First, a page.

This week in Jerusalem 408488

Peggy Cidor’s round-up of city affairs.

Kobi Kahlon
Musical chairs
Who is going to take over from resigning Deputy Mayor Kobi Kahlon? Depends whom you ask.
At least three city council members consider themselves the best candidate for the position, which entails heading the planning and construction committee and filling in for the mayor when he is absent. Yossi Daitch (United Torah Judaism) and Ofer Berkovitch (Hitorerut) are interested in the committee position, but so is the committee’s acting chairman, Deputy Mayor Meir Turgeman.
For the moment, Mayor Nir Barkat has decided to divide the legacy of Kahlon, who is leaving Safra Square in November, and his first decision in that regard was to nominate supermarket magnate Rami Levy as deputy mayor, without the salary that accompanies the position.
Since Barkat’s previous term, Levy has refused to receive any salary, and the new title is merely an honorific.
Experimental and religious
The country’s first open experimental school for the religious stream will open in the capital in September, when the new school year begins.
The move is the result of a long and persistent struggle, led by a group of parents who have children in the city’s religious public school system. Until now, the municipality’s Education Administration has refused – for unclear reasons – to answer the parents’ call for an experimental religious school, but has finally admitted that the demand for such a school merits a positive response.
The new school will be in the Kiryat Menahem neighborhood, and it will grow naturally as children progress to each new grade. The registration for pre-school and for grades 1, 2 and 3 has opened, and the parents’ association and Education Administration may consider opening a fourth-grade class as well, based on the high demand from the public.
Additional information is available at the Education Administration or through the Kiryat Menahem neighborhood council.
Save the forest
A new protest is stirring in the city, this time against the municipality’s plan to move three army colleges to the Zippori Center in the Jerusalem Forest. The fear is that implementing the project will require enlarging the existing structures, and thereby lead to the destruction of part of the forest – the city’s largest green lung.
Although some of the protesters are in full agreement that bringing the military colleges to the city is a positive project and will contribute to the capital’s economic development, they add that so far nothing in the project indicates any concern for the preservation of the forest.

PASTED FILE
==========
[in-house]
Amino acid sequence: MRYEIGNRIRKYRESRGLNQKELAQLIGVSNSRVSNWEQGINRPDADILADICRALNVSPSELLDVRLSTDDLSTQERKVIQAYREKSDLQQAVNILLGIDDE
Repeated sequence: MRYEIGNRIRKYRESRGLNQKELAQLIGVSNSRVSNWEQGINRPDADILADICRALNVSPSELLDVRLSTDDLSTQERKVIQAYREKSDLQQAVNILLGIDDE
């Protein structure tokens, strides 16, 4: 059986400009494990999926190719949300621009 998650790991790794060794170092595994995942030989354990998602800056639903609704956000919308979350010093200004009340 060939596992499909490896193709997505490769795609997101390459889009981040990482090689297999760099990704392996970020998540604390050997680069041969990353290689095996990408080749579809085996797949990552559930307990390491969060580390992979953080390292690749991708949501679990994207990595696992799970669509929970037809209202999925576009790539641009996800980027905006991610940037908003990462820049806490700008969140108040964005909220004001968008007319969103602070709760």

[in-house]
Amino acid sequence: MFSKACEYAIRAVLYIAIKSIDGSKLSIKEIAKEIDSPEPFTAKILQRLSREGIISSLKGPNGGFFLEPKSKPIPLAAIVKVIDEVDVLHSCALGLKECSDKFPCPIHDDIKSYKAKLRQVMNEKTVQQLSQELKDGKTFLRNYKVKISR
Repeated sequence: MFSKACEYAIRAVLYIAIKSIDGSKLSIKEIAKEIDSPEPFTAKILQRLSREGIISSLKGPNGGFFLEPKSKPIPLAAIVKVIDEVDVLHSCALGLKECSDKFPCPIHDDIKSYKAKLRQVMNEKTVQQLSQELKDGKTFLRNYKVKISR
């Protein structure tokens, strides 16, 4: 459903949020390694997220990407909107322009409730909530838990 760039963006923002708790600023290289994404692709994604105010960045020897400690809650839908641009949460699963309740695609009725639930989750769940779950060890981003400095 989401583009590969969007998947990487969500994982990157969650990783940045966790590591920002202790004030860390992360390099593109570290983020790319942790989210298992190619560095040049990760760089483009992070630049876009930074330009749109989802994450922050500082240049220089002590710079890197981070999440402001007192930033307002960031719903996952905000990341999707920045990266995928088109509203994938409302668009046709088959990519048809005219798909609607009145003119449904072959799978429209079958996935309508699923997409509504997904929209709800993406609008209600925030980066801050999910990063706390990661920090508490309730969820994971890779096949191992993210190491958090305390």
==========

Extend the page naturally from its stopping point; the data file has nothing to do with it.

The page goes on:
This issue will probably continue to develop in the next few weeks, but for now, a group of residents, along with former municipality legal adviser Yossi Havilio, is planning a protest campaign to reach as many of the city’s residents as possible.
A tribe in the city
Some of the city’s oldest families have already gotten together to share their stories; now it’s the Armoza family’s turn – though they’re really more of a tribe, judging by their size.
Jerusalem-born storyteller and singer Moni Armoza held a family gathering this week at the Gerard Behar Center, welcoming members of the tribe scattered throughout the country and abroad – thousands of them, by his estimate. The evening, which consisted of stories and songs about the family, went by the title “Agrippas, Corner of Rahmo” – a reference to the spot at the Mahaneh Yehuda market where the family had its shops. In Hebrew, Ladino and Greek, he recounted the whole story, punctuated by anecdotes and numerous songs.
The family, which originated in Spain, was expelled in 1592 and traveled to Turkey, the Balkans and Greece. Its members finally reached Jerusalem’s Nahlaot neighborhood and the Mahaneh Yehuda market, where they settled, like so many families exiled from Spain.
We need a director
For the past two years, Hadassah University Medical Center – one of the city’s most important institutions – has suffered from strikes and crises. With the appointment of the new government following March’s elections, United Torah Judaism MK Ya’acov Litzman has been appointed deputy health minister (since members of the ultra- Orthodox party have always refused to be full ministers), and the prime minister is in charge of the health portfolio. Meanwhile, after a reorganization of the Hadassah board following the dismissal of former director Prof. Shlomo Mor- Yosef last year, the institution still does not have a permanent director.
In an urgent appeal to Litzman, Jerusalem Mayor Nir Barkat has called for an immediate decision on the appointment of a new director, writing that “the city of Jerusalem cannot afford to have such a large and important health institution continue to function without permanent and steady direction.”